In his 2021 book, Typhoon, Wing Commander Mike Sutton, OBE, RAF (Ret), who became a fighter pilot at a Royal Canadian Air Force base, where “The course had a fearsome reputation and a massive failure rate,” (p. 64) discussed the renowned Colonel John Boyd, USAF and his contribution to the design of fighters. “As a result of the invention of the missile, Cold War procurement had been myopically focussed on speed and nuclear weapons. Colonel Boyd’s vision challenged that concept. He knew that for a fighter to be truly successful it had to be highly agile and able to out-manoeuvre other aircraft. In his words, able to pull enough Gs at 30,000 feet to ‘roll down your goddamn socks’. The RAF had followed the traditional Cold War doctrine with the Jaguar and Tornado. Nukes and speed. John Boyd had fought his way through the endless layers of bureaucracy to finally convince the Pentagon to procure the F-15 and F-16, the most successful and agile fighters on the planet… With the Typhoon, the [Royal Air Force] had found itself with a world-class jet that even Colonel Boyd would have approved of. We were back in the game.” (p. 139)
As proof of the RAF’s Typhoon superiority he offered the following: “It had totally carefree handling. This meant you could snap the control column back as hard as you liked at any speed and it would be impossible to overstress the airframe. Once, when intercepting a formation of Tornados at low level, I merged head to head with them at 520 knots. As they raced down to the right, I turned the Typhoon onto its side and pulled fully back on the stick to slow. That allowed me to turn in a shorter distance and get behind them quickly. With the jet in full afterburner, I could feel my chest tightening. My legs became painfully heavy and my eyeballs pressed deep into their sockets as the aircraft maintained nine G and continued to accelerate like a spaceship. Unlike any competing jet in the world, it was impossible to stall, spin or lose control. If you slowed down too much, a warning voice that sounded like Judi Dench playing M in the Bond films would rebuke you through the headset: ‘… slow speed, recover … slow speed, recover …’ Judi always had the last word.” (pp. 136-137)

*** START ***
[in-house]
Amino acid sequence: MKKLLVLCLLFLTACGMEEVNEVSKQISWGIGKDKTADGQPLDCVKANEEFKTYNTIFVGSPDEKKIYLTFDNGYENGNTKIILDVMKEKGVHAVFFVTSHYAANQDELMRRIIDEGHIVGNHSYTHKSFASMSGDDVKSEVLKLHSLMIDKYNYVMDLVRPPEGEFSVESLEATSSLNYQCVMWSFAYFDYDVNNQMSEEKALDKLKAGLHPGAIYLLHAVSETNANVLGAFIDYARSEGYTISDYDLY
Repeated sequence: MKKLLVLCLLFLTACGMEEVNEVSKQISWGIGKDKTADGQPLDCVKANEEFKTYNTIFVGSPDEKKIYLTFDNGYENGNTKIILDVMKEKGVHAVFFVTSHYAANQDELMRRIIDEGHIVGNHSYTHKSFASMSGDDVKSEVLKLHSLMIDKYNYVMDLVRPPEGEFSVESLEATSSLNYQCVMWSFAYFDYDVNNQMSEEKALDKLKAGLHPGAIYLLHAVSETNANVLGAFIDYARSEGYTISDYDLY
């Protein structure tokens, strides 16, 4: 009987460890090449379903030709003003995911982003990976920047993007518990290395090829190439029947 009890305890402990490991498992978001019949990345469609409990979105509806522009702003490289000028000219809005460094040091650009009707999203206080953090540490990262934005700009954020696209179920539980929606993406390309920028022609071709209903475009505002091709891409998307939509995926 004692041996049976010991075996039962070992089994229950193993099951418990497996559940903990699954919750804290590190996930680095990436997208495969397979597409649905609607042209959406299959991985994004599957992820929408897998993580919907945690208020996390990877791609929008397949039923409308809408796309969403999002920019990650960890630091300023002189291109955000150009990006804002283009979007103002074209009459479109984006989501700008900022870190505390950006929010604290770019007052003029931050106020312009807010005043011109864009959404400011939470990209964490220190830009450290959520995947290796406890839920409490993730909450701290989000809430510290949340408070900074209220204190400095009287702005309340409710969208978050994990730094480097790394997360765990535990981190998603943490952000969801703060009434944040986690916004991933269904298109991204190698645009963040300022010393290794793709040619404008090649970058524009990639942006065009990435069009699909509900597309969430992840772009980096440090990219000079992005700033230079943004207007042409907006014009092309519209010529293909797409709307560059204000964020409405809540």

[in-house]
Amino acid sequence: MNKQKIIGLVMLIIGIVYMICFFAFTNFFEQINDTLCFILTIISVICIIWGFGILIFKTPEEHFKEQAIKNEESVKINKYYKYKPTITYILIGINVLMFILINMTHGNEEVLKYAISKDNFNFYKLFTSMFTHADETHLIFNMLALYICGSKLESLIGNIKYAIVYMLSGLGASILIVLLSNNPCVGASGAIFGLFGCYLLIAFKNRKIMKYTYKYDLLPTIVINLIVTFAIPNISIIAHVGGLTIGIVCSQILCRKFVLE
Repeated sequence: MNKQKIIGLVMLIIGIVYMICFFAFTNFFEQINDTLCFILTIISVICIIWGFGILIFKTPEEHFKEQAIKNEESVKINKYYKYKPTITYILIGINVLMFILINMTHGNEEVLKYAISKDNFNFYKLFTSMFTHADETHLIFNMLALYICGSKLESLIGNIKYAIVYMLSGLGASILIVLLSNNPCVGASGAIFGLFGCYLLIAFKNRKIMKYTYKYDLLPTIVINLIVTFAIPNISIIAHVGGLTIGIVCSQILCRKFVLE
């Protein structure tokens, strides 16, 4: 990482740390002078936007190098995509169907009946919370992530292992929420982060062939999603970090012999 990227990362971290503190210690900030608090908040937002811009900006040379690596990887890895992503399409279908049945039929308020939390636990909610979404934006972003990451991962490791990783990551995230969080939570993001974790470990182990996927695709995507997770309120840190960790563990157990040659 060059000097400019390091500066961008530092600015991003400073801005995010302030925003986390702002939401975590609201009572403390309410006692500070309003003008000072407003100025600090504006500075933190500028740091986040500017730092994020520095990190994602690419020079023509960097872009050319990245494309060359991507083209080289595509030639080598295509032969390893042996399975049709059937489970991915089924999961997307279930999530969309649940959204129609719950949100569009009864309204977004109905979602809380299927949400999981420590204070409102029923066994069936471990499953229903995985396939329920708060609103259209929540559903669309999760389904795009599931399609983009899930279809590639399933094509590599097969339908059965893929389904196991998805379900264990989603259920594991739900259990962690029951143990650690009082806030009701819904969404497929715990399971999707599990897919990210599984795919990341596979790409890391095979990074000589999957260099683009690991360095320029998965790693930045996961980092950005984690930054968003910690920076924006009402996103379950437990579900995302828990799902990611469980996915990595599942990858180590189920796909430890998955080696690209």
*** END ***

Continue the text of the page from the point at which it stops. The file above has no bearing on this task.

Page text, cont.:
Sutton also opined that during the campaign against ISIS, “With the Typhoons, we had, in my opinion, the best multi-role fast jet in the world…” (p. 193) and that “the Typhoon had performed superbly overall and the Paveways [precision guided bombs] had been incredibly accurate. By this stage, we had conducted hundreds of strikes. Every single one had been a DH [Direct Hit]. Crucially, this meant there had not been a single report of civilian casualties”, (p.330) At the same time, American aircraft like the F-35 were subjected to withering criticism, as I have detailed in two articles for CounterPunch, one piece featuring derisive comments by the founder of the USN’s Top Gun course. Even the legendary aircraft designer the late Pierre Sprey said the F-35 could not hold its own against aircraft like the Typhoon.
Would Colonel Boyd have approved of the Typhoon? Many would say yes. At least there is evidence from this RAF pilot that it is possibly the best fighter in the world today, and certainly better than the F-35. An article from 2013 reported that Typhoons had shot down “stealthy” F-22s in mock air combat, and that says something important in favor of the Typhoon. Finally, a retired USAF general who flew both the F-22 and the Eurofighter Typhoon said in a 2020 article that “the Eurofighter is certainly, as far as smoothness of controls and the ability to pull (and sustain high G forces), very impressive… That is what it was designed to do, especially the version I flew, with the avionics, the color moving map displays, etc.—all absolutely top notch. The maneuverability of the airplane in close-in combat was also very impressive.” That’s high praise indeed!
Mike Sutton. Typhoon: The Inside Story of an RAF Fighter Squadron at War. Penguin Books Ltd. Kindle Edition.
Roger Thompson “US Navy Top Gun Founder Thinks the F-35 is a Mistake” CounterPunch, April 7, 2023.
Thompson, “The F-35: Sales to Allied Countries Don’t Mean It’s A Great Airplane” CounterPunch, December 19, 2022.
David Cenciotti “There’s No Way The F-35 Will Ever Match The Eurofighter In Aerial Combat”, Business Insider, February 14, 2013.
Caleb Larson “The Eurofighter Typhoon Isn’t Stealthy – But F-22 Pilots Like It” The National Interest, April 22, 2020.